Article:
Edwards points to his decade long involvement in non-profit and service based organizations as proof of his commitment to the community, “My work extends far beyond the City Council” said Edwards. In addition to his City Council position, Edwards serves as President of the Maple High Six Corners Neighborhood Council and the non-profit Keep Springfield Beautiful, as well as the Armory Alliance. Edwards is also Vice Chair of the Puerto Rican Cultural Center’s Board of Directors. Additionally, he is a member of the Board of Directors of Springfield Partners for Community Action, HAP Housing, and the Springfield Preservation Trust. Edwards is a member of the Hampden County Sheriff’s “Chess Program,” the Chancellor of UMass Diversity Committee, and the Ward 3 Democratic Committee.

On the Council, Edwards is well known for his support of community organizations and his work related to environmental issues, as well as his leadership in the aftermath of the 2011 Tornado which affected large portions of his City Council ward as well as the 10th Hampden District.

“The tornado was a disastrous event for residents across our city and my district. Within hours of the tornado hitting I was walking the district with housing officials to assess the damage. In the confusion of multiple levels of government attempting to provide support, I served as a liaison between the community and those who could provide help and coordinated a calm response to the tragic events which took place.”


Councilor Edwards immediately began to hold public meetings in the aftermath of the tornado. He pledges the same work ethic and passion when it comes to the issues he will face in the State House.

“Serving as State Representative would be an opportunity I would be honored to fulfill. But with that service will come the need to confront the issues that our district, our city, and our state face. Our next State Representative will bear the responsibility of responding to those issues, and I pledge that if elected I will be a champion for the issues of my constituents. This city is poised for great things and that movement forward will require bold leadership, and collaboration among our Western Massachusetts delegation. I will bring those issues to the State House and I will fight for them on the floor of the House of Representatives. I will not shy away from the decisions that I will face, and I promise the voters that I will continue to work hard, to listen and to make service to others paramount.” said Edwards.

Edwards concluded saying “I respectfully ask for the votes and support of the residents of the 10th Hampden District.


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Edwards Joins Springfield Preservation Trust

Springfield – Springfield’s Ward 3 City Councilor Melvin A. Edwards is excited to announce that he has joined the Board of Directors of the Springfield Preservation Trust.

“I have been a proud supporter of The Trust for many years, and I am excited to be taking a bigger role in the organization.” said Edwards.

Edwards has been involved in the Preservation Trust for the last four years, attending their fundraisers and also acting as a docent on several of the organization’s annual walking tours of historic homes. Edwards was elected to the Board of Directors on Sunday, March 3, 2013 at the organization’s Annual Meeting, held at Atwater Enterprises on Warwick Street in Springfield.

The Springfield Preservation Trust began in 1972 and is the only non-profit, non-governmental organization dedicated to historic preservation in Springfield, Massachusetts. Since then, the Trust’s activities have included advocating for the creation of Historic Districts in the city, fighting the demolition of significant historic buildings within Springfield, organizing tours of historic homes and buildings throughout the city, sponsoring lectures related to historic preservation and home ownership, and restoring historic homes in the city.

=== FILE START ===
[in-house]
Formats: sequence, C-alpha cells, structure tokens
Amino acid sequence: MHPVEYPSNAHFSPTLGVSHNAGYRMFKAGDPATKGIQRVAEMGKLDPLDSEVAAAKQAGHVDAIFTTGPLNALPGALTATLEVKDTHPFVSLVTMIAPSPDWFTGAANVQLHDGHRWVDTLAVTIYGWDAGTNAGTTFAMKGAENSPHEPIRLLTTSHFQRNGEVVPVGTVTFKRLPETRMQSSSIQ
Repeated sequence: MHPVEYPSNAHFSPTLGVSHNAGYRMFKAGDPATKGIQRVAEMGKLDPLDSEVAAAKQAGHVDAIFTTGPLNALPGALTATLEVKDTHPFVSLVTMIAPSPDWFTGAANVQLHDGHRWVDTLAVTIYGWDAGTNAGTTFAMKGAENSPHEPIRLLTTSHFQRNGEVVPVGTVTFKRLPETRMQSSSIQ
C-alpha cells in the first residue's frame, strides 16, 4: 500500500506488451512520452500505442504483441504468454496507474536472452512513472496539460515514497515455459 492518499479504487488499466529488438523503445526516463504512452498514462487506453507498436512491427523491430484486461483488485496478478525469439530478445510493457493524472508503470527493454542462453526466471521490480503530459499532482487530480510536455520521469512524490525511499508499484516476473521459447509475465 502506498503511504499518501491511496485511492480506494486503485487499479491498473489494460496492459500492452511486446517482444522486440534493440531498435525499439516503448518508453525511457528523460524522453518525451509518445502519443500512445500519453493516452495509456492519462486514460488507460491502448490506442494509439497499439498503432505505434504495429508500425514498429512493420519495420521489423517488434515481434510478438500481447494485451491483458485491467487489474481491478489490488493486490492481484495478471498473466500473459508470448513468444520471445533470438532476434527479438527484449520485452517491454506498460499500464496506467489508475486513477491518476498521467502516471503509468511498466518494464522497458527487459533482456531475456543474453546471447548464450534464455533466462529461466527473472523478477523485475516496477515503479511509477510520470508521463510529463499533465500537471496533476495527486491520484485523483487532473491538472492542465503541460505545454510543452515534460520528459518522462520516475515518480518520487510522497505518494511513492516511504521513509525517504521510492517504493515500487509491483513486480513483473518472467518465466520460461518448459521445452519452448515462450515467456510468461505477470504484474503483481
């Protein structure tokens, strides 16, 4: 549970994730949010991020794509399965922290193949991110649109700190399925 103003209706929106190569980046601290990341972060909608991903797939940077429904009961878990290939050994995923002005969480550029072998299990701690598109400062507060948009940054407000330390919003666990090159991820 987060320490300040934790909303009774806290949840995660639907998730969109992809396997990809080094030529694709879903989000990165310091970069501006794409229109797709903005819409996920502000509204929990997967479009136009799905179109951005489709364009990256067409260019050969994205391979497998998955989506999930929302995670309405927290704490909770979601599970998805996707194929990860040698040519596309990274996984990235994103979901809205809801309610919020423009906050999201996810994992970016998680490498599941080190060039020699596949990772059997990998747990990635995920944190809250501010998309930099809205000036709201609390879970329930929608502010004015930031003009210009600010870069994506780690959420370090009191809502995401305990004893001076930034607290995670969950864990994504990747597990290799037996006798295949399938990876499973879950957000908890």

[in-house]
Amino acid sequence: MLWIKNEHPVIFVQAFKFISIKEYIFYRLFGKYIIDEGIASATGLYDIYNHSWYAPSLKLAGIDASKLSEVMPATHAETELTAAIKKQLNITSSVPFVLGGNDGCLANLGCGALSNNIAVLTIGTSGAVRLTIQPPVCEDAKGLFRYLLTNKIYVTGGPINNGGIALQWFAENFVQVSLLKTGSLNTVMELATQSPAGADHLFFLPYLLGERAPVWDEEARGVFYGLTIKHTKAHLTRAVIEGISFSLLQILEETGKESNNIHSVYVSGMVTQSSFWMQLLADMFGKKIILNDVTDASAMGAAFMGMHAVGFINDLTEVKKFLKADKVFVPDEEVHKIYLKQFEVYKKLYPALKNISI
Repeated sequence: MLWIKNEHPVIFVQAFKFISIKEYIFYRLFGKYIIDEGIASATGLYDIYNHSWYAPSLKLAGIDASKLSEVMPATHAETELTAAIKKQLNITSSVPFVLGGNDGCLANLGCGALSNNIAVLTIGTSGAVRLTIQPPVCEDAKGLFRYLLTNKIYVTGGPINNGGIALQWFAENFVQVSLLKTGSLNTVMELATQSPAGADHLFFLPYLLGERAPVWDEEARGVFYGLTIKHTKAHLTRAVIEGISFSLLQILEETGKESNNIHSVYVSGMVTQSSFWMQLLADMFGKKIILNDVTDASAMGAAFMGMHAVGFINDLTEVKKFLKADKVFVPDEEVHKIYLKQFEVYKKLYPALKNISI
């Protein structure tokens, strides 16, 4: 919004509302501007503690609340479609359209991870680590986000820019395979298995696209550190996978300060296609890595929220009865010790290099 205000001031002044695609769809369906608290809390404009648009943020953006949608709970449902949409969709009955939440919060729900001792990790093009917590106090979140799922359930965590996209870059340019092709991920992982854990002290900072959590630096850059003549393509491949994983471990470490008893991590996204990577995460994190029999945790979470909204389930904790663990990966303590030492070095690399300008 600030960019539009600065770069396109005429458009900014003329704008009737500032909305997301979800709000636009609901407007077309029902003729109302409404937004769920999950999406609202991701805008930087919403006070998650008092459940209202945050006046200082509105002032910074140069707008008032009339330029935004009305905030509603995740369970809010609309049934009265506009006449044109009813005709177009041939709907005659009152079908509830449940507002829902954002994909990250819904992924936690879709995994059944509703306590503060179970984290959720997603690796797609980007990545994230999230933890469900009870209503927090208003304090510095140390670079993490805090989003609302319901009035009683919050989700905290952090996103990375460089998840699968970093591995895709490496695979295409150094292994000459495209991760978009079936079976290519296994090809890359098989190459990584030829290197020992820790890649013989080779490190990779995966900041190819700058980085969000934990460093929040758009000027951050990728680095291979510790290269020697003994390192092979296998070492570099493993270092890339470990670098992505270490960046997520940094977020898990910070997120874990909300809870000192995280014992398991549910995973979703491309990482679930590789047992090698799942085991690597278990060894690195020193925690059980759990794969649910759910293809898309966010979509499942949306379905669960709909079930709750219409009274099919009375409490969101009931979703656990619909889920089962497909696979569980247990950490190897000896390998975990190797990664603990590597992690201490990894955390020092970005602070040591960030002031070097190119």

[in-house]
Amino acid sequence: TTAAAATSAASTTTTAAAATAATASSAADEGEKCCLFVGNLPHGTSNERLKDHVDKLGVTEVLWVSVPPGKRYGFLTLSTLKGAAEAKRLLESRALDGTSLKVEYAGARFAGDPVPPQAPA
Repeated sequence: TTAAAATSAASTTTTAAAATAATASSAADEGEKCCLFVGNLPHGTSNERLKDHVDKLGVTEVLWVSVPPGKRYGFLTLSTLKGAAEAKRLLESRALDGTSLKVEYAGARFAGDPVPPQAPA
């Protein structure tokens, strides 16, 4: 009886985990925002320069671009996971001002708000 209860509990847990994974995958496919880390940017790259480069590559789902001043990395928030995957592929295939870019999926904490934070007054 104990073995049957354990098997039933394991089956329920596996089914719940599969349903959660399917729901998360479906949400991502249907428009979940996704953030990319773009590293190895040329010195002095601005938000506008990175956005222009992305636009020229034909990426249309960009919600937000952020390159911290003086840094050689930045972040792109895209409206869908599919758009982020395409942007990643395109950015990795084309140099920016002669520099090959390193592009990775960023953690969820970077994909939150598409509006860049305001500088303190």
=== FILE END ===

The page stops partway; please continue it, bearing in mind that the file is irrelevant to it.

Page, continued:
“Historic preservation is a key part of the renaissance of our city,” said Edwards, “Historic preservation is a key component of economic development. Springfield possesses a very unique and large collection of historic properties, our architecture is second only to Boston, and this architecture is a key part of attracting new residents, homeowners, and business to our city.”

Last month, Councilor Edwards was elected Vice Chairman of the Puerto Rican Cultural Centers Board of Directors.


Melvin Edwards Becomes Board Vice Chair for Puerto Rican Cultural Center

Springfield City Councilor, Melvin Edwards is proud to announce that he has joined the board of directors of the Puerto Rican Cultural Center. At a recent special meeting of the board of directors of the Puerto Rican Cultural Center, an invitation was extended unanimously by the executive board and accepted. Edwards was promptly nominated and voted vice-chairman of the organization. 

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A Letter from Springfield Resident Ellen Berry

Hello folks,

I am writing to ask you to consider voting in this Thursday's primary election for Melvin Edwards for the State Senate seat for the Hampden district.  Melvin is a friend, neighbor, and my ward's City Councilor. Melvin is also the president of our neighborhood council and of Keep Springfield Beautiful. He cares deeply about our communities and has proven it with his public service. It isn't a facade. Last year, just after the tornado hit our neighborhood, I heard a knock on my door. It was Melvin. He went door to door through the whole neighborhood, checking to see if everybody was alright and if they needed any help. He wasn't campaigning for office then and it wasn't a 'photo op'. That's just the kind of man Melvin is. When the Hampden district was redrawn for this year, Melvin saw an opportunity to serve a larger community as State Senator. He is someone who carefully considers all sides of an issue and doesn't just vote a 'party line'. I strongly endorse his candidacy, and politely ask that you consider supporting him with me.